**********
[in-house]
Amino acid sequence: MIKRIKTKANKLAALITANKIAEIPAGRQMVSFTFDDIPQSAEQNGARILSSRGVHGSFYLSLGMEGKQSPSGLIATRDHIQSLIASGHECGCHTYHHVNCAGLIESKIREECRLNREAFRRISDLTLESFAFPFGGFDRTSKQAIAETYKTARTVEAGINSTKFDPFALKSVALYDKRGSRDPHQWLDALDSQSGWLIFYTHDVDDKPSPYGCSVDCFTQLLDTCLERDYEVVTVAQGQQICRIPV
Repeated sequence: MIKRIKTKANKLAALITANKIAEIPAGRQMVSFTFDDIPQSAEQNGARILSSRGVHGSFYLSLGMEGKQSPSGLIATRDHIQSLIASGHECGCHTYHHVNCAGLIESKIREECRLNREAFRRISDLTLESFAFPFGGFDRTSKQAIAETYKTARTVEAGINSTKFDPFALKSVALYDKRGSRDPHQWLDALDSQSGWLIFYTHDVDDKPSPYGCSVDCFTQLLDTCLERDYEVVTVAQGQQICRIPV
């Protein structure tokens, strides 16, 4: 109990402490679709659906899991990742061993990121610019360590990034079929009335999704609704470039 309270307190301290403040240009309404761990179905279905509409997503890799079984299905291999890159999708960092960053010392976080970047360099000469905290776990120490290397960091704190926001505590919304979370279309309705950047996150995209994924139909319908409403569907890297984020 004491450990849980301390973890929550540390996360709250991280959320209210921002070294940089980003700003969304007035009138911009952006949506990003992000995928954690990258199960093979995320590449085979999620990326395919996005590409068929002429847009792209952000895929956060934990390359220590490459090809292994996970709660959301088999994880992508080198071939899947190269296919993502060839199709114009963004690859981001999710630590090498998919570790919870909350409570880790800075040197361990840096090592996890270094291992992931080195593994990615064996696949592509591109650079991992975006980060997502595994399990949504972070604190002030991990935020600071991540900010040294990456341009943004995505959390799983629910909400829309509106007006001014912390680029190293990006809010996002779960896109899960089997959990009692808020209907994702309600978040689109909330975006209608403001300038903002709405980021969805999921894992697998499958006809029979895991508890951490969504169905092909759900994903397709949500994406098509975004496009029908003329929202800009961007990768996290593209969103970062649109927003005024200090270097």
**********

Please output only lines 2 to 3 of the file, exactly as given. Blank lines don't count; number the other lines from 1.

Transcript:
Amino acid sequence: MIKRIKTKANKLAALITANKIAEIPAGRQMVSFTFDDIPQSAEQNGARILSSRGVHGSFYLSLGMEGKQSPSGLIATRDHIQSLIASGHECGCHTYHHVNCAGLIESKIREECRLNREAFRRISDLTLESFAFPFGGFDRTSKQAIAETYKTARTVEAGINSTKFDPFALKSVALYDKRGSRDPHQWLDALDSQSGWLIFYTHDVDDKPSPYGCSVDCFTQLLDTCLERDYEVVTVAQGQQICRIPV
Repeated sequence: MIKRIKTKANKLAALITANKIAEIPAGRQMVSFTFDDIPQSAEQNGARILSSRGVHGSFYLSLGMEGKQSPSGLIATRDHIQSLIASGHECGCHTYHHVNCAGLIESKIREECRLNREAFRRISDLTLESFAFPFGGFDRTSKQAIAETYKTARTVEAGINSTKFDPFALKSVALYDKRGSRDPHQWLDALDSQSGWLIFYTHDVDDKPSPYGCSVDCFTQLLDTCLERDYEVVTVAQGQQICRIPV